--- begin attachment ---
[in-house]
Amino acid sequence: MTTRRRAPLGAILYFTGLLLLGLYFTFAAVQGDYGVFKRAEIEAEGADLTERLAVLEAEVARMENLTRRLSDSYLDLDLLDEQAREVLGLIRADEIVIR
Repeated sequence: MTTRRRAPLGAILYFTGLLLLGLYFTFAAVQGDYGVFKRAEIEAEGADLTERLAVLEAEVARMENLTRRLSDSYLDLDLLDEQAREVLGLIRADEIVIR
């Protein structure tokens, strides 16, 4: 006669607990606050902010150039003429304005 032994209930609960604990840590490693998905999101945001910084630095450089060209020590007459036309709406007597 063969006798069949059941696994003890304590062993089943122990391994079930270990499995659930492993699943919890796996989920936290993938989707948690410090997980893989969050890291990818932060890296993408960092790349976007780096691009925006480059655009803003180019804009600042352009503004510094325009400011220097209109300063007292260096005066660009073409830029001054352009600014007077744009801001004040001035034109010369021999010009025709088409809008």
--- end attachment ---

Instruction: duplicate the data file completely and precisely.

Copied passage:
[in-house]
Amino acid sequence: MTTRRRAPLGAILYFTGLLLLGLYFTFAAVQGDYGVFKRAEIEAEGADLTERLAVLEAEVARMENLTRRLSDSYLDLDLLDEQAREVLGLIRADEIVIR
Repeated sequence: MTTRRRAPLGAILYFTGLLLLGLYFTFAAVQGDYGVFKRAEIEAEGADLTERLAVLEAEVARMENLTRRLSDSYLDLDLLDEQAREVLGLIRADEIVIR
């Protein structure tokens, strides 16, 4: 006669607990606050902010150039003429304005 032994209930609960604990840590490693998905999101945001910084630095450089060209020590007459036309709406007597 063969006798069949059941696994003890304590062993089943122990391994079930270990499995659930492993699943919890796996989920936290993938989707948690410090997980893989969050890291990818932060890296993408960092790349976007780096691009925006480059655009803003180019804009600042352009503004510094325009400011220097209109300063007292260096005066660009073409830029001054352009600014007077744009801001004040001035034109010369021999010009025709088409809008």